Saturday 02 Jul 2022 | 09:24 | SYDNEY
Saturday 02 Jul 2022 | 09:24 | SYDNEY

A new age of diplomacy?


Martine Letts

4 June 2012 15:06

As media reports foreshadow more cuts in our already hollowed-out Australian diplomatic service, I can highly recommend a thought-provoking speech recently delivered to the Australian Institute of International Affairs in Canberra by the Director-General of ONA and inaugural Executive Director of the Lowy Institute, Allan Gyngell.  

In 'What happened to diplomacy?', Allan calls the post-9/11 decade the 'national security decade', during which policymakers 'spoke about the world in ways which emphasised values rather than interests'. While diplomacy was practiced during this time, the role of diplomacy 'is greater in a world in which interests can be weighed than one in which values are judged'. 

This is all now going to change, according to Allan, as we enter a period in which diplomacy will matter more than it has since the beginning of the Cold War. The diplomacy we are returning to is 'the work nation-states do to advance their purposes in the world'.

However, the new diplomacy will look different to its 20th century predecessor, with a couple of modern (or is it 'post-modern'?) characteristics shaped by the information revolution and a much larger, more diverse number of players in the international system as a consequence of great changes to the global power balance. In the 21st century, Allan says, 'an additional dimension of public diplomacy is needed to address the publics that increasingly shape state behaviour'. 

Extrapolating what all this means for Australian diplomacy, Allan cites a series of successful examples of our diplomacy from both sides of politics: the Cambodia Peace Plan, the East Timor intervention, APEC and the G-20. He concludes that Australian diplomacy is most successful when it:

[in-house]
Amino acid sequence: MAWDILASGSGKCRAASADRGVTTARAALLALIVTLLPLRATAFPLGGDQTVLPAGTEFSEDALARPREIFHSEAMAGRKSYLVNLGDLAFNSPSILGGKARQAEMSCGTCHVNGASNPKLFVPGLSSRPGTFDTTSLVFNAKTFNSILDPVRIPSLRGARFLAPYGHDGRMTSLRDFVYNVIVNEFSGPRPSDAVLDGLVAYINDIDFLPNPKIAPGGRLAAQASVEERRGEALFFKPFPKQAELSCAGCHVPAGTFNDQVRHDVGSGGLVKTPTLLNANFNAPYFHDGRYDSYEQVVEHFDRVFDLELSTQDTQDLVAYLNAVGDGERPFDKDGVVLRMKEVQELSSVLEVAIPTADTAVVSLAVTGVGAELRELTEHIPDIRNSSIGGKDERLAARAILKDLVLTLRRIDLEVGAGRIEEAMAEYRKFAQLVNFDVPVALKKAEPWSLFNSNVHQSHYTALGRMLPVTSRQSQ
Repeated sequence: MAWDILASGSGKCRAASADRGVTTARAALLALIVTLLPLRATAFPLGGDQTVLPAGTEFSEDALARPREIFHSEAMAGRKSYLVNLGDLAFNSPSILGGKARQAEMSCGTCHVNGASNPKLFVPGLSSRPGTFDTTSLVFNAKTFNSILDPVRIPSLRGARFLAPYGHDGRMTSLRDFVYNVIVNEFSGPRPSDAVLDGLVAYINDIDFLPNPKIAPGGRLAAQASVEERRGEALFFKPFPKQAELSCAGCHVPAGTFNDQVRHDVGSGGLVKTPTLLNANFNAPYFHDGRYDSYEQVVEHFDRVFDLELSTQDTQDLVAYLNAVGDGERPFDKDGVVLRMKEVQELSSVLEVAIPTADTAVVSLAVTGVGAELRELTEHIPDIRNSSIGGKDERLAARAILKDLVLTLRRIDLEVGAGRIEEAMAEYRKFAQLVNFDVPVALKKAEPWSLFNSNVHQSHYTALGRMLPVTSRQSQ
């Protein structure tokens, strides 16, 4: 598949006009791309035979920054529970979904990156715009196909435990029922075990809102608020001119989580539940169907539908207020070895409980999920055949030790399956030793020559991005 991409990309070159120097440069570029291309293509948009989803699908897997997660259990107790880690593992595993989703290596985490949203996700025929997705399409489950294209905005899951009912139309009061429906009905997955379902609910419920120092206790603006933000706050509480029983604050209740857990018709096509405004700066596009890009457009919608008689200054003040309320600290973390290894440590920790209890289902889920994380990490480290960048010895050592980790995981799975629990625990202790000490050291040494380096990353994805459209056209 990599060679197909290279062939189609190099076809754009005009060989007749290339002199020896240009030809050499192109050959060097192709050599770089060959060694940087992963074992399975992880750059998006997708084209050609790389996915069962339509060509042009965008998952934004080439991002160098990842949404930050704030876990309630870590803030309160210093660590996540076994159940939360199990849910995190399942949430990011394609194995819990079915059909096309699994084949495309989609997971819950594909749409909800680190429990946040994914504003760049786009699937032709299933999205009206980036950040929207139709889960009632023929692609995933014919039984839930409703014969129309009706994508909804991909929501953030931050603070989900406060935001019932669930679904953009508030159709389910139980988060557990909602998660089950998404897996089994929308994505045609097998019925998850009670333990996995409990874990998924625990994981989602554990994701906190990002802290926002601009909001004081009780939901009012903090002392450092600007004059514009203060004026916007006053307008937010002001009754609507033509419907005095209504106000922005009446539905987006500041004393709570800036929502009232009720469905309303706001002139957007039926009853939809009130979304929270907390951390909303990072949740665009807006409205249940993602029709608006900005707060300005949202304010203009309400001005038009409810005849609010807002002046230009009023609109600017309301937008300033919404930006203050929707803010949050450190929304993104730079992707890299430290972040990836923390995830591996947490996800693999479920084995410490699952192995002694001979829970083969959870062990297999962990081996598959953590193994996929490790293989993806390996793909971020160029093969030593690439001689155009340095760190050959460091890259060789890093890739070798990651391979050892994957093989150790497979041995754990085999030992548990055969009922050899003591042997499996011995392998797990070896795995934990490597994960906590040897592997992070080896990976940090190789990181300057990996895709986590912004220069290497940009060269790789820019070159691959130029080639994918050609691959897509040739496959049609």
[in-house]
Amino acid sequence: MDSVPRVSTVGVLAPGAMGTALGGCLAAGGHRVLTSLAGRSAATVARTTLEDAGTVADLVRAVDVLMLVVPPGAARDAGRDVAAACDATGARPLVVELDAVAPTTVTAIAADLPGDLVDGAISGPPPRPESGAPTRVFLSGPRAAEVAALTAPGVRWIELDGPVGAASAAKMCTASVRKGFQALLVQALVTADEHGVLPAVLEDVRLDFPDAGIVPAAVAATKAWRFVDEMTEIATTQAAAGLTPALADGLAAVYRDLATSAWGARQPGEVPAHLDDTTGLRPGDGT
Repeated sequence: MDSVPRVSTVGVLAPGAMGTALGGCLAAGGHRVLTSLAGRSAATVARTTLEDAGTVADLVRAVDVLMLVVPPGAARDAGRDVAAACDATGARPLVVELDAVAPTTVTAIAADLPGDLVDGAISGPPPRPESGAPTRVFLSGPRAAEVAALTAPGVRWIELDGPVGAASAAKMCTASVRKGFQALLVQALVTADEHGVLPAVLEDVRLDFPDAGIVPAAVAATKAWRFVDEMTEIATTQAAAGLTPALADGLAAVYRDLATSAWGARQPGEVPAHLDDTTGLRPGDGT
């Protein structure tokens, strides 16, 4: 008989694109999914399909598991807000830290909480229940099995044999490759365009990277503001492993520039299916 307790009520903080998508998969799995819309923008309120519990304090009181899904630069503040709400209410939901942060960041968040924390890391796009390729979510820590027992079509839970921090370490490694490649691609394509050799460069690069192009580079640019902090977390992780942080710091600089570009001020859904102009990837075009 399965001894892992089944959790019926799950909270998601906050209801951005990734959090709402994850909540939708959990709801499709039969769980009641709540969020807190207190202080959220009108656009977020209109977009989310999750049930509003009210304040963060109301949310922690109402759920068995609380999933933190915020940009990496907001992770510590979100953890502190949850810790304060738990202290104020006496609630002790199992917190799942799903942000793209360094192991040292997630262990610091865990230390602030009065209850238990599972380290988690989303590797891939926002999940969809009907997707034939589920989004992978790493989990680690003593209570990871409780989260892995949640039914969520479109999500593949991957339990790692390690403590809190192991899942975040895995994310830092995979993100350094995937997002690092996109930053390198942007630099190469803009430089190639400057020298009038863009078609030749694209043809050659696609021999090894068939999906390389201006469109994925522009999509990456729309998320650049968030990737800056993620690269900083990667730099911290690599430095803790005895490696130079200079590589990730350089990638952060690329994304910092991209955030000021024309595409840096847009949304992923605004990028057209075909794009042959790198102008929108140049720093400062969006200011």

• Is backed by careful and detailed support work, open to ideas drawn from outside government. In each of these examples, academics and think tanks had important contributions to make
  • Is driven by the active engagement of ministers
  • Uses our alliance relationships constructively
  • Makes effective use of our long record of participation in multilateral organisations
  • Builds external coalitions, especially with the region. The Indonesia relationship was important in each of these cases; South Korea was a key to success with the G20
  • ...draws on all the dimensions of state power: political, military and economic

An example which does not pass this test is former Prime Minister Kevin Rudd's 'Asia Pacific community', which Allan describes as 'a victim of immediate expectations' and losing sight of the time it takes to effect change in the international system. In this context (and for self-serving reasons, as I was personally involved), Allan could also have mentioned Australia's successful effort to bring to a conclusion the negotiations of an international Chemical Weapons Convention in 1992, banning an entire category of weapons of mass destruction. This took more than 20 years of negotiation in the Geneva-based Conference on Disarmament.  

Allan was careful not to get into the discussion about DFAT resourcing. But you can read the definitive Lowy reports on Australia's ever-shrinking diplomatic service here (Australia's Diplomatic DeficitDiplomatic Disrepair). And our ground-breaking work on e-diplomacy (the role of social media in public diplomacy and in prosecuting national interests) has, thanks to the use of social media, gone viral. 

Allan concludes that 'we were marginal to the diplomacy of the Cold War' but that 'we are far more central to the diplomacy of the emerging world — as the locus of power moves closer to Australia'. To succeed, we will need to be able to use all the old as well as the new tools at our disposal.  Allan's speech is a great introduction to the 'why' and 'how'.

Photo courtesy of Wikipedia.